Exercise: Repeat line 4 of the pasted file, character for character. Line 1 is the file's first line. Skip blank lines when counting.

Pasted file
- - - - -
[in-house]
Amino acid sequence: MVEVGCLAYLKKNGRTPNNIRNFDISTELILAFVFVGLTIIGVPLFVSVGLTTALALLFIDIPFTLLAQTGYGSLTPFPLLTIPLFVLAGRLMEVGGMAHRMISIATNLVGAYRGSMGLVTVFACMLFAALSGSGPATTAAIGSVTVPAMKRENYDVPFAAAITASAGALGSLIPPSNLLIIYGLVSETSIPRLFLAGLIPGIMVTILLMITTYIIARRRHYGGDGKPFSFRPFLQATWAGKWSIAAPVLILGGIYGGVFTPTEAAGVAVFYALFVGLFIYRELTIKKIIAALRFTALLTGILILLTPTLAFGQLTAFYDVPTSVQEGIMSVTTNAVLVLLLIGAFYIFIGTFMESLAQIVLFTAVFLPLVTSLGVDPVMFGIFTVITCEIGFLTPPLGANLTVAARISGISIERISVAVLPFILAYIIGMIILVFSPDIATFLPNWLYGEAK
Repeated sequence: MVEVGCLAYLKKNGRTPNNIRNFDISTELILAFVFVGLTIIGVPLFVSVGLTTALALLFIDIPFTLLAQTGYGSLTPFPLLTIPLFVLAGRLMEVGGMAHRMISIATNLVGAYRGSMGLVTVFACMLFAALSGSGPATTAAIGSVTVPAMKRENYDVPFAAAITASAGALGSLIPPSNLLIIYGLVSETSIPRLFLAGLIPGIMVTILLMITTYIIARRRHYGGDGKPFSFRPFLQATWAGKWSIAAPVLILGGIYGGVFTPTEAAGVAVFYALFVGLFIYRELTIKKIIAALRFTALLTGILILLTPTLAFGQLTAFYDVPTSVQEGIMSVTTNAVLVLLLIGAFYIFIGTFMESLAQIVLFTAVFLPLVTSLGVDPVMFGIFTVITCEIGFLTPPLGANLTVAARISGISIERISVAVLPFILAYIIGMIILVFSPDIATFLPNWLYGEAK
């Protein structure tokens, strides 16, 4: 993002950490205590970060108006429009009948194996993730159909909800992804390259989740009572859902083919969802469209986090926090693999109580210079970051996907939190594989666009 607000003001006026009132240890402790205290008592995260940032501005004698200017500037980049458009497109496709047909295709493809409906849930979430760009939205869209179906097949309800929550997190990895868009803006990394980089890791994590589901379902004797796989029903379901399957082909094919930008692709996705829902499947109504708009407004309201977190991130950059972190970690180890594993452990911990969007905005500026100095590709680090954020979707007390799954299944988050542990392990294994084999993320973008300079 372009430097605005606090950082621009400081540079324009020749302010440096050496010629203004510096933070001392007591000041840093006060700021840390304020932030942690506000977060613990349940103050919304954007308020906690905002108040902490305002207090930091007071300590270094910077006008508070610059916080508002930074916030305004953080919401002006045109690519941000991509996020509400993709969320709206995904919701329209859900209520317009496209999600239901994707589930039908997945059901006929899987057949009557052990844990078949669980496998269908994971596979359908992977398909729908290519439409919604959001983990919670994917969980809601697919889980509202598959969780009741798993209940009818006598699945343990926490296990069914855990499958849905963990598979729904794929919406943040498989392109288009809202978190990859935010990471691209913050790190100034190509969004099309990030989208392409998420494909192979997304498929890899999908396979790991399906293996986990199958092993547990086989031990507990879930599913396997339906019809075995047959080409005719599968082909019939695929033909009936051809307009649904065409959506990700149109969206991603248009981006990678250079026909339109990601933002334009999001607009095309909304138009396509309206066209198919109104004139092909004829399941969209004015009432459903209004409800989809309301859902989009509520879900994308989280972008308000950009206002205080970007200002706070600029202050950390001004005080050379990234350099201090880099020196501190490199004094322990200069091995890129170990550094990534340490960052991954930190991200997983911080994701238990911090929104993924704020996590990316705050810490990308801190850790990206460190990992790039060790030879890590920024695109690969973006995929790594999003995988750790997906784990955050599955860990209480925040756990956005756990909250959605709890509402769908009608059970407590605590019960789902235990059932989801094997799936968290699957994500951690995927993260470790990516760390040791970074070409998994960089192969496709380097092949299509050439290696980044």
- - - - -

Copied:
């Protein structure tokens, strides 16, 4: 993002950490205590970060108006429009009948194996993730159909909800992804390259989740009572859902083919969802469209986090926090693999109580210079970051996907939190594989666009 607000003001006026009132240890402790205290008592995260940032501005004698200017500037980049458009497109496709047909295709493809409906849930979430760009939205869209179906097949309800929550997190990895868009803006990394980089890791994590589901379902004797796989029903379901399957082909094919930008692709996705829902499947109504708009407004309201977190991130950059972190970690180890594993452990911990969007905005500026100095590709680090954020979707007390799954299944988050542990392990294994084999993320973008300079 372009430097605005606090950082621009400081540079324009020749302010440096050496010629203004510096933070001392007591000041840093006060700021840390304020932030942690506000977060613990349940103050919304954007308020906690905002108040902490305002207090930091007071300590270094910077006008508070610059916080508002930074916030305004953080919401002006045109690519941000991509996020509400993709969320709206995904919701329209859900209520317009496209999600239901994707589930039908997945059901006929899987057949009557052990844990078949669980496998269908994971596979359908992977398909729908290519439409919604959001983990919670994917969980809601697919889980509202598959969780009741798993209940009818006598699945343990926490296990069914855990499958849905963990598979729904794929919406943040498989392109288009809202978190990859935010990471691209913050790190100034190509969004099309990030989208392409998420494909192979997304498929890899999908396979790991399906293996986990199958092993547990086989031990507990879930599913396997339906019809075995047959080409005719599968082909019939695929033909009936051809307009649904065409959506990700149109969206991603248009981006990678250079026909339109990601933002334009999001607009095309909304138009396509309206066209198919109104004139092909004829399941969209004015009432459903209004409800989809309301859902989009509520879900994308989280972008308000950009206002205080970007200002706070600029202050950390001004005080050379990234350099201090880099020196501190490199004094322990200069091995890129170990550094990534340490960052991954930190991200997983911080994701238990911090929104993924704020996590990316705050810490990308801190850790990206460190990992790039060790030879890590920024695109690969973006995929790594999003995988750790997906784990955050599955860990209480925040756990956005756990909250959605709890509402769908009608059970407590605590019960789902235990059932989801094997799936968290699957994500951690995927993260470790990516760390040791970074070409998994960089192969496709380097092949299509050439290696980044």